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Hannah More (detail from Some Who Have Made Bristol Famous).
Hannah More (1745-1833), the Bristol-born writer, educationalist and abolitionist, was known for her charitable work. The daughter of a schoolmaster, she and two of her sisters founded the Academy for Young Ladies on College Green in 1762.

Hannah More (detail from Some Who Have Made Bristol Famous).

It became one of the country's leading schools. Keen to establish herself as a playwright, More moved to London in the 1770s, at first mixing with people of the theatre. She was increasingly drawn to the world of Evangelical Christians, writing her own moral works and encouraging the establishment of Sunday schools. Having settled with her sisters in the Mendip Hills, she offered educational, spiritual and financial help to Somerset miners and agricultural workers. She spent her final years in Clifton.

Others associated with welfare and social reform, and with Bristol include:

Harriet Martineau (1802-76), abolitionist champion of economic change and education for women.

George Müller (1805-1898), Prussian-born preacher and philanthropist who established orphanages on Ashley Down.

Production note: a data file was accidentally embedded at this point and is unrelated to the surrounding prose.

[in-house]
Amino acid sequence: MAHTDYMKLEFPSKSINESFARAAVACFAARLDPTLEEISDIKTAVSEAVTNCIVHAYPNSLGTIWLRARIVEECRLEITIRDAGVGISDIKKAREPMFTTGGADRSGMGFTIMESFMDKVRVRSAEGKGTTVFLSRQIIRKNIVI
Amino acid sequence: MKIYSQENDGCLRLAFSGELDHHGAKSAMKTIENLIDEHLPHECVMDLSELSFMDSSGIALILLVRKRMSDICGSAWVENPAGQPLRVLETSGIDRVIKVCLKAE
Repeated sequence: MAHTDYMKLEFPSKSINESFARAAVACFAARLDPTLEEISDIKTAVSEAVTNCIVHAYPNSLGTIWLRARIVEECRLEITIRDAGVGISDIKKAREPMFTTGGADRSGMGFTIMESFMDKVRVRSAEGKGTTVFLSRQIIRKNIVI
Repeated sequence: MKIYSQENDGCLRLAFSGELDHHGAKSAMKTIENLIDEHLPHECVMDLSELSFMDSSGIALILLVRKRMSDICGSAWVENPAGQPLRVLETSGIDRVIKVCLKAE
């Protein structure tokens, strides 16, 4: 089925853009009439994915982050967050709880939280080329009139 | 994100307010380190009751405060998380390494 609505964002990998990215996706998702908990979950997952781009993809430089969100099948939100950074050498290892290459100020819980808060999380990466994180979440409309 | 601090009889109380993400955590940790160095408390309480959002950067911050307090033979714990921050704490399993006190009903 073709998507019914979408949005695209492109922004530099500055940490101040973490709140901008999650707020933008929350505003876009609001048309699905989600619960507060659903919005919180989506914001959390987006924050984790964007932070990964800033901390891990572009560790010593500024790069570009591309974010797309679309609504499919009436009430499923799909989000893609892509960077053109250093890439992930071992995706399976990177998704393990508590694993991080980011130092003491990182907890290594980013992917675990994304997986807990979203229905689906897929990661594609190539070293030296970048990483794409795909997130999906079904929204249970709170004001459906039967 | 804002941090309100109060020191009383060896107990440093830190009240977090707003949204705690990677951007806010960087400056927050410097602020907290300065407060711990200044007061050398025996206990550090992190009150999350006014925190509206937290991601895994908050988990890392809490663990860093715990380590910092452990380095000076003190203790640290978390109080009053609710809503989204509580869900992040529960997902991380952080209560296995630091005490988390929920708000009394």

Mary Carpenter (1807-77), central figure in Bristol reform movement.

Mary Estlin (c 1820-1902), secretary of the Bristol & Clifton Anti-Slavery Society.

Susanna Winkworth (1820-84), pioneered better housing for the poor.

Agnes Beddoe (c 1832-1914), established the Bristol Emigration Society.

Emma Saunders (1841-1927), known as The Railwaymen's Friend for her charitable work.

Emily Sturge (1847-92), supporter of education for the poor, girls and women.

Elizabeth Sturge (1849-1944), social and educational reformer.

Helen Sturge (1858-1945), campaigner for welfare of factory girls.

Catherine Grace (1907-1986), reformed education for children with learning difficulties.


Hannah More from the comic

Hannah More.

George Müller from the comic

George Müller.